High PCB rates also result in high mortality rates for young calves in this population, possibly explaining why the pod have not been seen with a calf for the twenty years they have been studied. Although banned, a large quantity of PCB’s still remain in storage and there is evidence that inadequate controls and monitoring is resulting in a continued leakage of these chemicals into the ocean today. Coastal waters are often the most vulnerable to pollution and so it’s no surprise that coastal orcas are faring worse than their offshore cousins.
Not all black and white
There are, however, reasons to temper this line of thought. It is impossible to prove categorically that PCB’s are the sole reason for the probable extinction of this pod. As marine mammals form a large part of their diet, it could be that this population became fragmented long ago as North Atlantic whale populations, a major prey source, were decimated by whaling over the past few centuries.
It is conceivable too that this pod may be a victim of the orcas habit of forming distinct and somewhat isolated populations. It may be natural for some of these populations to thrive and for some to ultimately die out. In addition, whilst this pod have never been seen with other orca, it is still possible there are other type ‘two’ orca out there forming part of this population and ready to take advantage of a niche in the habitat that may be left behind once the last eight British orcas cease to exploit UK waters. Long term viability of any coastal populations, however, will no doubt be linked to ensuring threats such as PCB’s are significantly reduced.
Turning to the future
Turning the attention to perhaps the world’s most famous orcas can reveal more. The waters around Vancouver Island and Washington are home to several distinct and coastal populations of orca. Perhaps between these and the relic UK pod we have a glimpse of the past, the present and the future. Could John Coe and family have once been part of a wider population similar to the communities of several hundred orcas found in the North East Pacific? It is highly likely. Could the fate awaiting the last UK pod also befall coastal Pacific orca populations? It would be unwise not to realise this possibility.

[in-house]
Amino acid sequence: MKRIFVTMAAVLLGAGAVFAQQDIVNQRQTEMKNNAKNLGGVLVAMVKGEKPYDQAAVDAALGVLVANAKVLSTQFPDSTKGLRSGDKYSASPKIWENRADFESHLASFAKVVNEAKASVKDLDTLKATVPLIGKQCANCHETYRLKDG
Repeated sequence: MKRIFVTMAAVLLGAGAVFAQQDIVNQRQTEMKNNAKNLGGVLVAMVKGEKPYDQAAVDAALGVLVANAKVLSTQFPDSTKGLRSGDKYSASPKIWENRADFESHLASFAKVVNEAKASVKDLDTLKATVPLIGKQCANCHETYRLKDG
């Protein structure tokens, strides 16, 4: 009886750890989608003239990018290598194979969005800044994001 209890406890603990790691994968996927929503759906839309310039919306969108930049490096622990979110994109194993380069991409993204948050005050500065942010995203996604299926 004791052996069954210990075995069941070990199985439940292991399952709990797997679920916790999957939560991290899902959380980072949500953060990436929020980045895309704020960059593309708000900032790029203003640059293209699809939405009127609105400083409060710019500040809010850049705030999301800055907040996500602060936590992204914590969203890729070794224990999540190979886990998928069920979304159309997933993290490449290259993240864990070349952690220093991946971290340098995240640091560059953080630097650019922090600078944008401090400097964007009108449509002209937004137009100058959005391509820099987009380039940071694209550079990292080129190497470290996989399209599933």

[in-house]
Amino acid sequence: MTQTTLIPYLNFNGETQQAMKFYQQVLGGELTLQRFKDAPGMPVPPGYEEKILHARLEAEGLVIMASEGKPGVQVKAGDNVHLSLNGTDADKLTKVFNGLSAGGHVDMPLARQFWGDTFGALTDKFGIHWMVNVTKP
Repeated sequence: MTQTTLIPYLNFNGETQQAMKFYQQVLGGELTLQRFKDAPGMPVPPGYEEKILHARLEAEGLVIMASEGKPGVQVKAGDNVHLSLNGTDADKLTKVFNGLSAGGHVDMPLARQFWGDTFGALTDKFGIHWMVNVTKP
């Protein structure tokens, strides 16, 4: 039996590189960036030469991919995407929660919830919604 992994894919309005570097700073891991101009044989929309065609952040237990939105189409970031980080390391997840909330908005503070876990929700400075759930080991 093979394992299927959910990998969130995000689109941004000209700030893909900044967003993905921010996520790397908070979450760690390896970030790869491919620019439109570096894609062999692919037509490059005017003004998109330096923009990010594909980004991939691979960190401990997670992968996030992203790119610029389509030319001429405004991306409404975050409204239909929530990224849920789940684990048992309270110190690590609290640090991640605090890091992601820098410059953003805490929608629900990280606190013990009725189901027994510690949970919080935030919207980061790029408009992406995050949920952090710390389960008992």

Perhaps John Coe’s family legacy, should they indeed succumb to extinction, could be that their demise boosts the long term survival prospects of other orca around the world. The more we learn about orca, the more evident it has become that isolated and distinct subpopulations like these exist throughout the ocean—therefore conservation of orca cannot be done at species level as the coastal populations are always likely to be the most vulnerable.
For the UK, the adaptability and intelligence of orcas may mean there are still reasons for optimism. It may ultimately be too late to save John Coe and the last relic members of this group from extinction but if PCB levels can be reduced, it is possible that other orca pods which occasionally pass through UK waters will eventually find improved habitat opportunities and may stay. As the UK increases the number of its marine conservation zones, there is hope that one day a healthy population of orca may well be able to call UK waters home once more.